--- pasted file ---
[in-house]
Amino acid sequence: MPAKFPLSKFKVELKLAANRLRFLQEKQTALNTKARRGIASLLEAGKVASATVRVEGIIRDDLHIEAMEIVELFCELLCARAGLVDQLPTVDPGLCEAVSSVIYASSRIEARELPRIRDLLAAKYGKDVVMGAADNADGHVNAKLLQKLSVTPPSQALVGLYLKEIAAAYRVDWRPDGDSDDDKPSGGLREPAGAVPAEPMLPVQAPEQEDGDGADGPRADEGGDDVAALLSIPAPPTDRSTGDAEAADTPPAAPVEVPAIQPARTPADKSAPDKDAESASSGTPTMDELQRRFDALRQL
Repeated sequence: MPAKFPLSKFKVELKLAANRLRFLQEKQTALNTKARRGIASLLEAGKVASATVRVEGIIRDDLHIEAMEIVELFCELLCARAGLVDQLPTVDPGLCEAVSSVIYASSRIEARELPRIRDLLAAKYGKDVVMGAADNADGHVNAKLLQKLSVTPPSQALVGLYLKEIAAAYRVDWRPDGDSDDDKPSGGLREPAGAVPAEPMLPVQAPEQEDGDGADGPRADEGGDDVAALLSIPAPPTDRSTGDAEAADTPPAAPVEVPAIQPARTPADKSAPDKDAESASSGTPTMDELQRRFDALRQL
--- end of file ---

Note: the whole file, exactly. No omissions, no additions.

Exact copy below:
[in-house]
Amino acid sequence: MPAKFPLSKFKVELKLAANRLRFLQEKQTALNTKARRGIASLLEAGKVASATVRVEGIIRDDLHIEAMEIVELFCELLCARAGLVDQLPTVDPGLCEAVSSVIYASSRIEARELPRIRDLLAAKYGKDVVMGAADNADGHVNAKLLQKLSVTPPSQALVGLYLKEIAAAYRVDWRPDGDSDDDKPSGGLREPAGAVPAEPMLPVQAPEQEDGDGADGPRADEGGDDVAALLSIPAPPTDRSTGDAEAADTPPAAPVEVPAIQPARTPADKSAPDKDAESASSGTPTMDELQRRFDALRQL
Repeated sequence: MPAKFPLSKFKVELKLAANRLRFLQEKQTALNTKARRGIASLLEAGKVASATVRVEGIIRDDLHIEAMEIVELFCELLCARAGLVDQLPTVDPGLCEAVSSVIYASSRIEARELPRIRDLLAAKYGKDVVMGAADNADGHVNAKLLQKLSVTPPSQALVGLYLKEIAAAYRVDWRPDGDSDDDKPSGGLREPAGAVPAEPMLPVQAPEQEDGDGADGPRADEGGDDVAALLSIPAPPTDRSTGDAEAADTPPAAPVEVPAIQPARTPADKSAPDKDAESASSGTPTMDELQRRFDALRQL